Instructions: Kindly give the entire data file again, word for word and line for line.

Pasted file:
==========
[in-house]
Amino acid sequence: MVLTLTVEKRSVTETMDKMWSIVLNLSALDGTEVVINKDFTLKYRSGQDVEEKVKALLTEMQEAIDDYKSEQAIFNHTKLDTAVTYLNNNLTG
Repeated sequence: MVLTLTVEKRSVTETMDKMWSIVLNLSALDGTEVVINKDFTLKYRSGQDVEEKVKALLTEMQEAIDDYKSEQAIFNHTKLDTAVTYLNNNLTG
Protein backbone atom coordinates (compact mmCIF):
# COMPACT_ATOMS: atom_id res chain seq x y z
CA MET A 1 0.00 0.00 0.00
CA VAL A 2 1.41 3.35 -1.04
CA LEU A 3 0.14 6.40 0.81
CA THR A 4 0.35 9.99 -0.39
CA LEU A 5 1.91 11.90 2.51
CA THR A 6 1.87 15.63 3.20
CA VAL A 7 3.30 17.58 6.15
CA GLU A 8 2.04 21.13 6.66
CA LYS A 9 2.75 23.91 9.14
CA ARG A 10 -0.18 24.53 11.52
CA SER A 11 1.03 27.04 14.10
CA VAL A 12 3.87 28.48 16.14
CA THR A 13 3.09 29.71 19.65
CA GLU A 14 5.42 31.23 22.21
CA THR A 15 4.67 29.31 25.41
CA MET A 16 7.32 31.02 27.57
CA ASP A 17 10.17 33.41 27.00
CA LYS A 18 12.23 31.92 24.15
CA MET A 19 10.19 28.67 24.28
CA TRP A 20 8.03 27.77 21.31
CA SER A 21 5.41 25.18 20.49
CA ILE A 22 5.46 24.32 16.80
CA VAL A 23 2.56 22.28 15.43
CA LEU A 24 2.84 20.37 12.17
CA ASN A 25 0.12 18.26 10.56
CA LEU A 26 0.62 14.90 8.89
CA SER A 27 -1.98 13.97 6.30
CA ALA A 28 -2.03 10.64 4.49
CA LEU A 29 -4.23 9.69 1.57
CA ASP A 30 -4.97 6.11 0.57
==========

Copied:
[in-house]
Amino acid sequence: MVLTLTVEKRSVTETMDKMWSIVLNLSALDGTEVVINKDFTLKYRSGQDVEEKVKALLTEMQEAIDDYKSEQAIFNHTKLDTAVTYLNNNLTG
Repeated sequence: MVLTLTVEKRSVTETMDKMWSIVLNLSALDGTEVVINKDFTLKYRSGQDVEEKVKALLTEMQEAIDDYKSEQAIFNHTKLDTAVTYLNNNLTG
Protein backbone atom coordinates (compact mmCIF):
# COMPACT_ATOMS: atom_id res chain seq x y z
CA MET A 1 0.00 0.00 0.00
CA VAL A 2 1.41 3.35 -1.04
CA LEU A 3 0.14 6.40 0.81
CA THR A 4 0.35 9.99 -0.39
CA LEU A 5 1.91 11.90 2.51
CA THR A 6 1.87 15.63 3.20
CA VAL A 7 3.30 17.58 6.15
CA GLU A 8 2.04 21.13 6.66
CA LYS A 9 2.75 23.91 9.14
CA ARG A 10 -0.18 24.53 11.52
CA SER A 11 1.03 27.04 14.10
CA VAL A 12 3.87 28.48 16.14
CA THR A 13 3.09 29.71 19.65
CA GLU A 14 5.42 31.23 22.21
CA THR A 15 4.67 29.31 25.41
CA MET A 16 7.32 31.02 27.57
CA ASP A 17 10.17 33.41 27.00
CA LYS A 18 12.23 31.92 24.15
CA MET A 19 10.19 28.67 24.28
CA TRP A 20 8.03 27.77 21.31
CA SER A 21 5.41 25.18 20.49
CA ILE A 22 5.46 24.32 16.80
CA VAL A 23 2.56 22.28 15.43
CA LEU A 24 2.84 20.37 12.17
CA ASN A 25 0.12 18.26 10.56
CA LEU A 26 0.62 14.90 8.89
CA SER A 27 -1.98 13.97 6.30
CA ALA A 28 -2.03 10.64 4.49
CA LEU A 29 -4.23 9.69 1.57
CA ASP A 30 -4.97 6.11 0.57